CAS Campus Logo
Version 6.2.44
(01)
Startseite | Login
Sie sind nicht angemeldet.
Nach oben
[i18n:label.footer.ownertext]
Hilfe

Veranstaltungsdetails

.
Organisatorische Informationen Kursbeschreibung
.

eventdetails open Kursbeschreibung

Sprache:
Englisch
ECTS-Credits:
3.0
Art der Prüfung (Deutsch):
  • Experiment: 35%
  • Presentation: 30%
  • In-class assignments: 35%
  • Class participation: Tiebreaker
Art der Prüfung (Englisch):
  • Experiment: 35%
  • Presentation: 30%
  • In-class assignments: 35%
  • Class participation: Tiebreaker

Kursinhalt (Deutsch):
In game theory, a game is a multi-person decision making situation in which the outcomes depend on your action and on the actions of others. Players are the actors in these games. To classify the variety of games it is useful to consider the following two basic criteria:
  1. The degree of conflict: Whenever a group of individuals interacts in a particular situation, individual preferences of these group members may be in conflict. In the tennis game, for example, the players' interests are strictly opposed. When meeting a friend, on the other hand, there is no conflict of interest. In the first case, we speak of games of pure conflict, in the latter one about games of pure cooperation. Between them are games of mixed interests.
  2. The degree of behavioral uncertainty: According to this criterion, players can either be determined, unpredictable or ambiguous in their behaviour. An example for the first case arises in team games when team members have mutual interests. The tennis game is an example where players want to be unpredictable in their play. And players are ambiguous in their behaviour if there are several possible ways how they could optimally behave.

Given these two dimensions, we discuss the following classes of games in our course: Prisoners’ Dilemma Games, where interests are mixed and players’ behaviour is determined; Dis-coordination Games, where players don’t want to coordinate their behaviour so that unpredictability is important; Zero-sum Games, where interests are strictly opposite so that players either win all or lose everything; Battle-of-Sexes Games, where players have mixed interests and behaviour is ambiguous; and Coordination and Anti-coordination Games, where players have common interests for either getting together or stepping aside and their behaviour is ambiguous.

Kursinhalt (Englisch):
In game theory, a game is a multi-person decision making situation in which the outcomes depend on your action and on the actions of others. Players are the actors in these games. To classify the variety of games it is useful to consider the following two basic criteria:
  1. The degree of conflict: Whenever a group of individuals interacts in a particular situation, individual preferences of these group members may be in conflict. In the tennis game, for example, the players' interests are strictly opposed. When meeting a friend, on the other hand, there is no conflict of interest. In the first case, we speak of games of pure conflict, in the latter one about games of pure cooperation. Between them are games of mixed interests.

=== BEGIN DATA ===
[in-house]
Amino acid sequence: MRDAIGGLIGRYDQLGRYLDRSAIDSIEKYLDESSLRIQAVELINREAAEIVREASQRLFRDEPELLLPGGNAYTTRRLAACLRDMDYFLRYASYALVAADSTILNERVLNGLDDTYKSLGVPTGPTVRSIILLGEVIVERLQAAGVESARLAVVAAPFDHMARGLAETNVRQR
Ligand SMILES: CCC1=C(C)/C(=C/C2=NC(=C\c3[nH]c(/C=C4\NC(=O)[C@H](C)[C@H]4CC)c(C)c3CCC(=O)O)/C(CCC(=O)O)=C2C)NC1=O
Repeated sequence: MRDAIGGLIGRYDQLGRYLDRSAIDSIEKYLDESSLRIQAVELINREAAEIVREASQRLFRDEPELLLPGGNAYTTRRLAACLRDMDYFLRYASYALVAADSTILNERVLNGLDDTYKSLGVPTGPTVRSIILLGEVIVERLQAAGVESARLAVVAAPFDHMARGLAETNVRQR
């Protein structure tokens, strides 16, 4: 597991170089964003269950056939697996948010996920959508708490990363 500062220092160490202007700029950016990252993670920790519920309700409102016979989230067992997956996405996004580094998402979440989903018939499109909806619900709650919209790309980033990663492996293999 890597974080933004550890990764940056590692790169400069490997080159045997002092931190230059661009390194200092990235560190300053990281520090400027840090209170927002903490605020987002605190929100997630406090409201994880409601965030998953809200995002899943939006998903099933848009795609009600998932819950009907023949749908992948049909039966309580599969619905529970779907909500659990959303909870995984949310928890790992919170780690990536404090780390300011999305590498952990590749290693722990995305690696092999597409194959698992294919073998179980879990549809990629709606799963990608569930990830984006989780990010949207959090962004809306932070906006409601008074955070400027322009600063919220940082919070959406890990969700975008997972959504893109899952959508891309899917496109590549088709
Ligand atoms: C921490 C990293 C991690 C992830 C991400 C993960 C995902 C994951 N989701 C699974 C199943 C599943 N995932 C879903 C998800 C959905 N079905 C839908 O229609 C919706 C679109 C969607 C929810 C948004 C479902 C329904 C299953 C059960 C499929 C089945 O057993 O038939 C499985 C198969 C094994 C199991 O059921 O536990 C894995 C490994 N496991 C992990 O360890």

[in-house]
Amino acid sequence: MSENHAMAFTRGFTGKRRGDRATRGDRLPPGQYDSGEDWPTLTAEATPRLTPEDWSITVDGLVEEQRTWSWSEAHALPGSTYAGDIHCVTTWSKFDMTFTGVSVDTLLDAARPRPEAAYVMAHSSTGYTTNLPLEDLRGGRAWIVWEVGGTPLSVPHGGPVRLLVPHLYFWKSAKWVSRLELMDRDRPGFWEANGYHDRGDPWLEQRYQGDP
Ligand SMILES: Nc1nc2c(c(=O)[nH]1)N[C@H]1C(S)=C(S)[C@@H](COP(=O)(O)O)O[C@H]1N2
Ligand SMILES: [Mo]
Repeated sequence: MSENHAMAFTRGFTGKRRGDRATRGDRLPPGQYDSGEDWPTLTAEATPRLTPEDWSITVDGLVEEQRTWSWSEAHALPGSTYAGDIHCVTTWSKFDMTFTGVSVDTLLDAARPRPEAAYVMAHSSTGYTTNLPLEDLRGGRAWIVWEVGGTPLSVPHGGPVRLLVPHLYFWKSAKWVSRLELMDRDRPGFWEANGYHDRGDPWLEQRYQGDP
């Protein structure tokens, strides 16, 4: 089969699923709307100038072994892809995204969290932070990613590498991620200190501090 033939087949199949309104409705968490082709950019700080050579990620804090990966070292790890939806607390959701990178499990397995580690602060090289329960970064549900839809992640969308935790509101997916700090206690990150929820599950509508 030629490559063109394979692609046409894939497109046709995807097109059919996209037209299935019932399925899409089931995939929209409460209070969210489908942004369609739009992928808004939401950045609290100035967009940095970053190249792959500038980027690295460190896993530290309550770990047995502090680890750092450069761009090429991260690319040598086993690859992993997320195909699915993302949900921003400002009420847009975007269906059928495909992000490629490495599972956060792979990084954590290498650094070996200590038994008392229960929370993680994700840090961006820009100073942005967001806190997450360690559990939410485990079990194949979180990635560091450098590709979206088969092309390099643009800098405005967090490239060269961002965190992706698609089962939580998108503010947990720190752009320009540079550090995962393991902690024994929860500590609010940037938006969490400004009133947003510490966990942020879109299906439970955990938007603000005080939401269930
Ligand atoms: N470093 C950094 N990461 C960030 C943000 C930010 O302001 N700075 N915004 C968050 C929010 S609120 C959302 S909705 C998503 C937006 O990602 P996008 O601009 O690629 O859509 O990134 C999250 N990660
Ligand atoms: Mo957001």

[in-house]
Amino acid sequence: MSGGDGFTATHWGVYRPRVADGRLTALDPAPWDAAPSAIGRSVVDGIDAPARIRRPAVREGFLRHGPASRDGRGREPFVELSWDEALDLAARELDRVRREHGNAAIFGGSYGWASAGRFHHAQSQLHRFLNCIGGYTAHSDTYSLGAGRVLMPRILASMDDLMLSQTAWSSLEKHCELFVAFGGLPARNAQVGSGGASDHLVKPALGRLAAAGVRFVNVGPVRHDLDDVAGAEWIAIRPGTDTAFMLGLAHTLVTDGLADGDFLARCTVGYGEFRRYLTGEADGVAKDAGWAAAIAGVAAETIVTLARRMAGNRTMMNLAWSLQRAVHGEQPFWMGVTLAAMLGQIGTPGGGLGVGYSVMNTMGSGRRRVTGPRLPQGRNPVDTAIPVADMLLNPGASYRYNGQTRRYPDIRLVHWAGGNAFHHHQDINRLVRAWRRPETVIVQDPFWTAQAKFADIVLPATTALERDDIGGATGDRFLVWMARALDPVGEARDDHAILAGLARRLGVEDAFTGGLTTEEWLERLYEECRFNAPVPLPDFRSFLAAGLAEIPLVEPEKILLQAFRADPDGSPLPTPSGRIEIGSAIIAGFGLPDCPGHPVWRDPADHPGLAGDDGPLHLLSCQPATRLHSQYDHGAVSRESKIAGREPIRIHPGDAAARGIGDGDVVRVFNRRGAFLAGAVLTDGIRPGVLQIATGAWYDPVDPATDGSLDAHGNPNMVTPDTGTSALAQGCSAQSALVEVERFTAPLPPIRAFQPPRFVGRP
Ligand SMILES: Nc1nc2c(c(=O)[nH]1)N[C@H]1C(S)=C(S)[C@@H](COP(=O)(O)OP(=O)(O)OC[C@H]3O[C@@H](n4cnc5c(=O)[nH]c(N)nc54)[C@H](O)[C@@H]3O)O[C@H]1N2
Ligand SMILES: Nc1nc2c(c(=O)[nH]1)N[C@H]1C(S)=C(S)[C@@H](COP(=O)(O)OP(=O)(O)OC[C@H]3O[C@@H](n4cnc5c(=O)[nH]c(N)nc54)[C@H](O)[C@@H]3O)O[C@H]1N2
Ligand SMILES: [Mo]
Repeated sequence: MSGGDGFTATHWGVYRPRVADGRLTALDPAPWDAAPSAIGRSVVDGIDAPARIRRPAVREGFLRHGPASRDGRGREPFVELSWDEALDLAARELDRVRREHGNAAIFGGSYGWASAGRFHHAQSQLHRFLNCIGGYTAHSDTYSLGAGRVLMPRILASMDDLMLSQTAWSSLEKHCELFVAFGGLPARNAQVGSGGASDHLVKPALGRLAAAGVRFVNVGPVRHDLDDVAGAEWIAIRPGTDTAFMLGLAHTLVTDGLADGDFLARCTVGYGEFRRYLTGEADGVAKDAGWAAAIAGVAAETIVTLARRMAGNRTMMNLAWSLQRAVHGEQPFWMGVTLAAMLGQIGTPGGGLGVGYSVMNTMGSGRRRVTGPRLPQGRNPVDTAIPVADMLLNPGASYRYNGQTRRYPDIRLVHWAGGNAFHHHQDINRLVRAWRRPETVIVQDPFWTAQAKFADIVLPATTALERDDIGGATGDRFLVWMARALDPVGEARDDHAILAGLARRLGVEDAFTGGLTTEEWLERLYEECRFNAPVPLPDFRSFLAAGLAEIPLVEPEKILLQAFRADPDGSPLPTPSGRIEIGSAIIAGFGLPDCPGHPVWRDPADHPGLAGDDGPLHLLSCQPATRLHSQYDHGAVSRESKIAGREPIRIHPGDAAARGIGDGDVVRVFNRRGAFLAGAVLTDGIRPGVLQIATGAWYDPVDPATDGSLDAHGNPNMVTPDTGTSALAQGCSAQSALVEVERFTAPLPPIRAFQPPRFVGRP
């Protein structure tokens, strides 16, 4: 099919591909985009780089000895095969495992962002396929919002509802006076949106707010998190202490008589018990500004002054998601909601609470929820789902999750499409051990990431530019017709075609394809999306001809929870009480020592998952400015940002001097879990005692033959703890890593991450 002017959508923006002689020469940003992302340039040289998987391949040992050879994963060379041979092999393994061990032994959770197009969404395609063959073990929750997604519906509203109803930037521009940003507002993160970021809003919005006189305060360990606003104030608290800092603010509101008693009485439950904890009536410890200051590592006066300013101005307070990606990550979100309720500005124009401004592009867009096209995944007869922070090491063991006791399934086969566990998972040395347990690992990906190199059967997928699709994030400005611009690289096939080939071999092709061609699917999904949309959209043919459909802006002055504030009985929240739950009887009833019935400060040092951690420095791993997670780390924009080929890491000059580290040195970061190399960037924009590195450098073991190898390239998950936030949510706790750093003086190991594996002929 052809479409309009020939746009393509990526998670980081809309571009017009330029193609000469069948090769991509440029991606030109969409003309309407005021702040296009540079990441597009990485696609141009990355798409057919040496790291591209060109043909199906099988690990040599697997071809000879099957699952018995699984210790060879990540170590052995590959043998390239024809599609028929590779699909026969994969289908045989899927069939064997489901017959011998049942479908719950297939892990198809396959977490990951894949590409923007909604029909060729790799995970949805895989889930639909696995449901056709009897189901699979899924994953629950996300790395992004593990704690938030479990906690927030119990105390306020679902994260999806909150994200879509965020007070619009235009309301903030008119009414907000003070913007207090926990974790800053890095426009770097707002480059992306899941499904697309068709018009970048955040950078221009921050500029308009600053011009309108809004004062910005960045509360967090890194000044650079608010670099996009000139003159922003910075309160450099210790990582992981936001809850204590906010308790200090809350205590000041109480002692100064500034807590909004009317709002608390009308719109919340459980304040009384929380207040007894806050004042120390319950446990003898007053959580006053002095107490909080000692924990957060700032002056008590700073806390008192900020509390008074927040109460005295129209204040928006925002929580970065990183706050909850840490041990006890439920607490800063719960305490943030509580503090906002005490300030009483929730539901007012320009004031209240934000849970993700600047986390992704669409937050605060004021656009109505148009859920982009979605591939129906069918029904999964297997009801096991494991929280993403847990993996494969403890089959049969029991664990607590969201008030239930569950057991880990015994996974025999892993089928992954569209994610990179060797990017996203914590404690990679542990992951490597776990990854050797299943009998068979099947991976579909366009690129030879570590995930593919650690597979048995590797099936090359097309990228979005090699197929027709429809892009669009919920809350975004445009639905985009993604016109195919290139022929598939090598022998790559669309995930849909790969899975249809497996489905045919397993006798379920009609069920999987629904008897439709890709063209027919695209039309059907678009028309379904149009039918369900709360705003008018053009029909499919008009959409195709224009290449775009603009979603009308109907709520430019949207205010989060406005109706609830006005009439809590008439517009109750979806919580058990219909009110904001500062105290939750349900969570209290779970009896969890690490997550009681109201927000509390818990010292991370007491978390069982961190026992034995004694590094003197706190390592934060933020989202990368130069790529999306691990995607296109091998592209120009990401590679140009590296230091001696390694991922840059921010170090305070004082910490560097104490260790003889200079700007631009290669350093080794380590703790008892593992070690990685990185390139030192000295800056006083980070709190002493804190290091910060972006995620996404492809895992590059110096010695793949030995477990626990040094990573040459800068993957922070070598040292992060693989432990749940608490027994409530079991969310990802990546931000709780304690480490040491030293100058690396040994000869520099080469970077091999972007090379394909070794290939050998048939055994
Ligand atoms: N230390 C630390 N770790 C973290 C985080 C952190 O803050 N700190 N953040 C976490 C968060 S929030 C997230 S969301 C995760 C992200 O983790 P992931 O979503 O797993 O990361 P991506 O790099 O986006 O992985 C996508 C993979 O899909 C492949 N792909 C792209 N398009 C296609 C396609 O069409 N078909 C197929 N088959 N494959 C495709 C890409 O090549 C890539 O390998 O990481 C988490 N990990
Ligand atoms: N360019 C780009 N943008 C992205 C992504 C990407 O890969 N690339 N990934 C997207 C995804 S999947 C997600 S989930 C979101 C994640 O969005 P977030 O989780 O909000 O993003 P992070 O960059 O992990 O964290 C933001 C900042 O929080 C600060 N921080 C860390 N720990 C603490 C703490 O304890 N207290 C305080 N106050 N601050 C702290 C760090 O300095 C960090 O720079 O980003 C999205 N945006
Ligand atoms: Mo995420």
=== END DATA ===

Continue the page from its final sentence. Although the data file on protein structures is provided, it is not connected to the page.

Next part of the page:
2. The degree of behavioral uncertainty: According to this criterion, players can either be determined, unpredictable or ambiguous in their behaviour. An example for the first case arises in team games when team members have mutual interests. The tennis game is an example where players want to be unpredictable in their play. And players are ambiguous in their behaviour if there are several possible ways how they could optimally behave.

Given these two dimensions, we discuss the following classes of games in our course: Prisoners’ Dilemma Games, where interests are mixed and players’ behaviour is determined; Dis-coordination Games, where players don’t want to coordinate their behaviour so that unpredictability is important; Zero-sum Games, where interests are strictly opposite so that players either win all or lose everything; Battle-of-Sexes Games, where players have mixed interests and behaviour is ambiguous; and Coordination and Anti-coordination Games, where players have common interests for either getting together or stepping aside and their behaviour is ambiguous.

Voraussetzungen für die Teilnahme (Deutsch):
Enrolling in this course requires (informal) prerequisites:
  • Elementary mathematics, for example, solving equations or taking derivatives.
  • Your willingness to solve puzzles!
Voraussetzungen für die Teilnahme (Englisch):
Enrolling in this course requires (informal) prerequisites:
  • Elementary mathematics, for example, solving equations or taking derivatives.
  • Your willingness to solve puzzles!
Literatur (Deutsch):
Dixit, A. and B. Nalebuff: Thinking Strategically, Norton 1991.
Dutta, P. K.: Strategies and Games: Theory and Practice, MIT 1999
Jost, P.-J. and U. Weitzel: Strategic Conflict Management. Cheltenham 2007.
Literatur (Englisch):
Dixit, A. and B. Nalebuff: Thinking Strategically, Norton 1991.
Dutta, P. K.: Strategies and Games: Theory and Practice, MIT 1999
Jost, P.-J. and U. Weitzel: Strategic Conflict Management. Cheltenham 2007.
.

GesamtworkloadZusammensetzung open Gesamtworkload und seine Zusammensetzung:

Gesamtworkload (in h):
90
Selbststudium (in h):
64
Kontaktzeit (in h):
24
Prüfung (in h):
2
.